From: Steven Watanabe (steven_at_[hidden])
Date: 2007-02-13 15:33:19
Noah Roberts <roberts.noah <at> gmail.com> writes:
> Frankly put, I don't have a use for a library that does static unit
> conversions. We work in one system of units and convert into/out of
> those units when required to arbitrary units the user specifies and
> there are of course only a few dimensions we do this in. I have a hard
> time seeing a situation in which this isn't the way you would want to go
> about it.
As has been stated before, this library is primarily about
type safety. The conversions are a secondary concern.
>From what you are saying I think that you have not seriously
considered what the implementation should look like. There
are two basic possibilities
1) Store everything in some standard unit system and also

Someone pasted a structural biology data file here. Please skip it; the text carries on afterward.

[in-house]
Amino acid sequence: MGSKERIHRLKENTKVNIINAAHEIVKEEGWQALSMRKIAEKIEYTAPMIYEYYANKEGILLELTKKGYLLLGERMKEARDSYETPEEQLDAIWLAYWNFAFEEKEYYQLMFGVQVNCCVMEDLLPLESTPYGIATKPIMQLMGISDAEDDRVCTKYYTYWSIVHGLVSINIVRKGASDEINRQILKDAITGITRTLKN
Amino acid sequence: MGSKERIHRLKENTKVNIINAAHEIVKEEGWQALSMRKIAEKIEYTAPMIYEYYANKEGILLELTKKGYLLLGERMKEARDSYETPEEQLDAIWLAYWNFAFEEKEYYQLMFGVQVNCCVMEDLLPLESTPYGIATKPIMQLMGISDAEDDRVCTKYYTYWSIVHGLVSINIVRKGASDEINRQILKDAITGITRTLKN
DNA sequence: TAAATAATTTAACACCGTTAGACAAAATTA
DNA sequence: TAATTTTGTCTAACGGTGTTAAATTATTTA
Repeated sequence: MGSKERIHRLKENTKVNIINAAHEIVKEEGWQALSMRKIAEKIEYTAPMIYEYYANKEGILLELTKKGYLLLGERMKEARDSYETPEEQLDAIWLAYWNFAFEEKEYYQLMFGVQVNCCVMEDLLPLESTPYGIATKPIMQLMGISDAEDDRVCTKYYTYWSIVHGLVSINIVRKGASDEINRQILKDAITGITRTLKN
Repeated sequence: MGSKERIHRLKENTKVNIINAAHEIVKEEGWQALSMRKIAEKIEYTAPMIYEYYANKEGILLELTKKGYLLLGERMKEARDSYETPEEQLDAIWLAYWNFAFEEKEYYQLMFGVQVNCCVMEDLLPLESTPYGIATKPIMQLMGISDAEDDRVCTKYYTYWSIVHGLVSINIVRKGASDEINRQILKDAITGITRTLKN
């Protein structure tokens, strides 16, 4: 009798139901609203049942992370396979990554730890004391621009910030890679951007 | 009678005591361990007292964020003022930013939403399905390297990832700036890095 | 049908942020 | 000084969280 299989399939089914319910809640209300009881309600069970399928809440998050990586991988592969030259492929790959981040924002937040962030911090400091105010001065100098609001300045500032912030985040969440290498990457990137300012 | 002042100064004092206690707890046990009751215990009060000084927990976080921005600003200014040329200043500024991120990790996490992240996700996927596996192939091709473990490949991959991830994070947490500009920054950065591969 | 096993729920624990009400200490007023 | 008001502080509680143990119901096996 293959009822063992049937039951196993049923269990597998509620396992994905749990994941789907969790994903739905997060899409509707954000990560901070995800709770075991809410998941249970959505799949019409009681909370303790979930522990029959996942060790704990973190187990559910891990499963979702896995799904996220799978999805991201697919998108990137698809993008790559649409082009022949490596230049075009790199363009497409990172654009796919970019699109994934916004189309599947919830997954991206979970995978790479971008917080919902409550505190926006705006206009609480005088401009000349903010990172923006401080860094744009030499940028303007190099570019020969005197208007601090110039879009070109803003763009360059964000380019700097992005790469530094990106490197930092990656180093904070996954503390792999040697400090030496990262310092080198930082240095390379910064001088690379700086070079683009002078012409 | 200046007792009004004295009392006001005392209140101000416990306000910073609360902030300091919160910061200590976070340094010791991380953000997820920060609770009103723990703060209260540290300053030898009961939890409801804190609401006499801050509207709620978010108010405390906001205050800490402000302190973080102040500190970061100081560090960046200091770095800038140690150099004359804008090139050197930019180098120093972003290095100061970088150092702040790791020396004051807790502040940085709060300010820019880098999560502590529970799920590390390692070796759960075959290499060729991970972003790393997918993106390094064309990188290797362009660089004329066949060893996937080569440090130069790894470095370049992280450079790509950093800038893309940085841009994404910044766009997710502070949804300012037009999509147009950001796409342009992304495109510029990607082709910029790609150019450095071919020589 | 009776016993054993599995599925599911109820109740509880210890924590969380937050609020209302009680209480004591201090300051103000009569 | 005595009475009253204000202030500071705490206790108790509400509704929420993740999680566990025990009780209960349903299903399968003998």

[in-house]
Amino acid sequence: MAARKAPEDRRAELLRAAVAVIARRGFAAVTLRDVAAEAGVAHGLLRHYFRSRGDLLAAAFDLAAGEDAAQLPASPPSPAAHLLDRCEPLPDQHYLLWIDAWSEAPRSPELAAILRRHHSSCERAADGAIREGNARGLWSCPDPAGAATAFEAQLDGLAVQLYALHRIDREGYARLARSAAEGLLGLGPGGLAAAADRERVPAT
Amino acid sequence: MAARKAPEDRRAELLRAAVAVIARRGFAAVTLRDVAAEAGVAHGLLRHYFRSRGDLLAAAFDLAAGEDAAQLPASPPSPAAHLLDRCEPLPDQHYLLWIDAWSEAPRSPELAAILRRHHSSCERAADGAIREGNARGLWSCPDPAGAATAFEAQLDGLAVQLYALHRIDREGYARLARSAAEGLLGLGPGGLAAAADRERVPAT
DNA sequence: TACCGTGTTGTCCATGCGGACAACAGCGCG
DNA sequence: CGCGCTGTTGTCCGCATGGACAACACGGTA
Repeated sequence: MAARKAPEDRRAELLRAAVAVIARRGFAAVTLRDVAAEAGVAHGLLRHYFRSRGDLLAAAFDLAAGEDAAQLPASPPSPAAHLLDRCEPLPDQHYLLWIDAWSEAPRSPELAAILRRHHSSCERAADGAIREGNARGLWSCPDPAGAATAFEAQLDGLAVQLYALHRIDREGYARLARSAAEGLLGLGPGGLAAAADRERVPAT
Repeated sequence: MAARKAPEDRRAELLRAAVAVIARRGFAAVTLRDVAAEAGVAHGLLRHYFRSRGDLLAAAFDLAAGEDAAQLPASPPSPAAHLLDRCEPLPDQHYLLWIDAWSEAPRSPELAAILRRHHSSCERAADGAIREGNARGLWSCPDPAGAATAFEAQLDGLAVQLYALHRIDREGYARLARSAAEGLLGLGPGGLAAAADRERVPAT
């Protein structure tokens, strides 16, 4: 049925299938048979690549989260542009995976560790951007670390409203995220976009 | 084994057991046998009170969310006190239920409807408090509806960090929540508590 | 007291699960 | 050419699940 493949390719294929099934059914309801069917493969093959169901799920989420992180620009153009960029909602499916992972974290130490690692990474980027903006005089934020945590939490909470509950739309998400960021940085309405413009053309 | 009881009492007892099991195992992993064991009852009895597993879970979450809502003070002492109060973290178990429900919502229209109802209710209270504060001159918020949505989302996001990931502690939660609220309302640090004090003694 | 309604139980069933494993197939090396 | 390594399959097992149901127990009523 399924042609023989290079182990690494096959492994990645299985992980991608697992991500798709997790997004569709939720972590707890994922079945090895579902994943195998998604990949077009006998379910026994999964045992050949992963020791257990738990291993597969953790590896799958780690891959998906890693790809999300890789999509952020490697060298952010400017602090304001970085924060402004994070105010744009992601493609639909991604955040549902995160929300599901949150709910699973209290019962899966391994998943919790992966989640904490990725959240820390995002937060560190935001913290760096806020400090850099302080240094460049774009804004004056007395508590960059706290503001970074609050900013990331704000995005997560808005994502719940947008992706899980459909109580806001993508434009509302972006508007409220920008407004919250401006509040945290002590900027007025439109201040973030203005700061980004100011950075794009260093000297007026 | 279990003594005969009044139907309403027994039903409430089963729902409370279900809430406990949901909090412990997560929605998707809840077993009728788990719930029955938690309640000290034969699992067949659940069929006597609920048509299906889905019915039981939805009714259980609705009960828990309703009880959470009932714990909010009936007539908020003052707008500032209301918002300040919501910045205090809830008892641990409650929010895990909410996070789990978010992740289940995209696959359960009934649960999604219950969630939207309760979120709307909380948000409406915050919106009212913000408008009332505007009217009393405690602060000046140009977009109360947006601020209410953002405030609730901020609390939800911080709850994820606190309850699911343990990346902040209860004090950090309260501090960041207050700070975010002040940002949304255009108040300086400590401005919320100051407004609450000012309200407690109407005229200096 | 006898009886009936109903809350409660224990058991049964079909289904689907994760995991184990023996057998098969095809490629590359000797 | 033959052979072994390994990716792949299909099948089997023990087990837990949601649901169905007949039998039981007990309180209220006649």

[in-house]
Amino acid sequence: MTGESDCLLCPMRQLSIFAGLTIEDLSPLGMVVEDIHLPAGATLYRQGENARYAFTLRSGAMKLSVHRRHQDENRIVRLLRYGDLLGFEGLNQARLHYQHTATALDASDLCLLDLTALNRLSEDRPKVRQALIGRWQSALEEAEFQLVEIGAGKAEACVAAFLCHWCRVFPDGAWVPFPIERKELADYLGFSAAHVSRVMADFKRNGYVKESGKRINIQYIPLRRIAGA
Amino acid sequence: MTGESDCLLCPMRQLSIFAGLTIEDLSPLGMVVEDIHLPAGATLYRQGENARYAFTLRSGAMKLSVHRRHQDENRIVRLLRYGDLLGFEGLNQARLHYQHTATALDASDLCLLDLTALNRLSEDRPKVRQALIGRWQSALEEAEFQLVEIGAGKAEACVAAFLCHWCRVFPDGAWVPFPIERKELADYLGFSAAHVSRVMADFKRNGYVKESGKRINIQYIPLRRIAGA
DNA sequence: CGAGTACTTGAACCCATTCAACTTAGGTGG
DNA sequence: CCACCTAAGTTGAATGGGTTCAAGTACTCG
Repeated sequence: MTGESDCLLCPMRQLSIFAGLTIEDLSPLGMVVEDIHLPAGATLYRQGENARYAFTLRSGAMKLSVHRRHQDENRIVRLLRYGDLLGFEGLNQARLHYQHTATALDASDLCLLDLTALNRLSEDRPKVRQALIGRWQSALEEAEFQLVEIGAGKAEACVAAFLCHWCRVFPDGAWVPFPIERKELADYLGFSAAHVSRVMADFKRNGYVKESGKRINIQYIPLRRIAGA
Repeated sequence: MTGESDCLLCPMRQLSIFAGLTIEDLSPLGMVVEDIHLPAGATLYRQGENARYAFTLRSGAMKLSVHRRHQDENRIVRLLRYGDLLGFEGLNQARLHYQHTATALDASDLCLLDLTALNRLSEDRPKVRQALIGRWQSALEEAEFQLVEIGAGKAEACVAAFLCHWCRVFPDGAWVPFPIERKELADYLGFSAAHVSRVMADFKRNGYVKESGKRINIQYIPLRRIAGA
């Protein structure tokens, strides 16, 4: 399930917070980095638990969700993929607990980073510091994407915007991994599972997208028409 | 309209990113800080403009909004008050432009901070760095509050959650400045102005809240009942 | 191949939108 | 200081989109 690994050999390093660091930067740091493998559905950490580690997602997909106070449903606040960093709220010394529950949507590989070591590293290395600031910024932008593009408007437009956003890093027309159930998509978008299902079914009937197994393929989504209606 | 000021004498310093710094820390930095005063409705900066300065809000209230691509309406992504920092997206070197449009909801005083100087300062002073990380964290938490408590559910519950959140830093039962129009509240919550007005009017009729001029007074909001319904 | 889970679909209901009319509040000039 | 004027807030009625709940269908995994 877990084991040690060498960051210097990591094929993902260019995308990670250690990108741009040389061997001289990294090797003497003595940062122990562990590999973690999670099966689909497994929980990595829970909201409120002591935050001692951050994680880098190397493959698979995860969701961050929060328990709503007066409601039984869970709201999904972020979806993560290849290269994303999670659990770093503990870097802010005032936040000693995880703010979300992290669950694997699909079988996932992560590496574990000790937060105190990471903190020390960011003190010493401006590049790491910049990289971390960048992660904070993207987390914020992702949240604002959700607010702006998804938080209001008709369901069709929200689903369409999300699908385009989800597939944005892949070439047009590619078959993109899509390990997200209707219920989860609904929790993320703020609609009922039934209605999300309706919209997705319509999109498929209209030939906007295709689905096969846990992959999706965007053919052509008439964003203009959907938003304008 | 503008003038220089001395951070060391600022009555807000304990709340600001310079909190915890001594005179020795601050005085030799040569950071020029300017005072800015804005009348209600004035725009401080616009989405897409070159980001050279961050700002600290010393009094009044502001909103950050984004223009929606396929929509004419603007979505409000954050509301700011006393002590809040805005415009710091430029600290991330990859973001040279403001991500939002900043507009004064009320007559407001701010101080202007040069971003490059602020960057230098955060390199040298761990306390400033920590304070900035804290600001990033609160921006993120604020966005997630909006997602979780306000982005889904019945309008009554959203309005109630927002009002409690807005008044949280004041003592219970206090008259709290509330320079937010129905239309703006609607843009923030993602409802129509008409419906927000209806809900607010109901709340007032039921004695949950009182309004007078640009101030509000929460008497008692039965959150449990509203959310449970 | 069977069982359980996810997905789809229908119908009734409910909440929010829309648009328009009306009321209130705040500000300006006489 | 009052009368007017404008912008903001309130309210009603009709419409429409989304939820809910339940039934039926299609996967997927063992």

store the conversion factor to the requested system.
2) Store the value in the requested unit system and remember
the conversion factor to the standard system.
How should addition and subtraction be defined? You cannot
require that the operands have the same unit. Otherwise
harmless looking code such as
1.0 * joules + (2.0 * kilograms * pow<2>(2.5 * meters / second)) / 2;
might not work. Converting the second to match
the first will work but loses precision. If you
use 2. to avoid the precision loss brought about
by the conversions involved in 1., by the time
you are finished you will end up losing more
precision than if you had simply converted to SI
to begin with.
Both of these require storing twice as much information
as the current implementation. The inefficiency is
probably more than a simple factor of two because the
size increase will most likely force the compiler to continually
load and store instead of keeping the values in a register.
Any more complex approach will add even more overhead.
For example, storing a sorted dimension list necessiates
a call to merge for every single multiplication or division.
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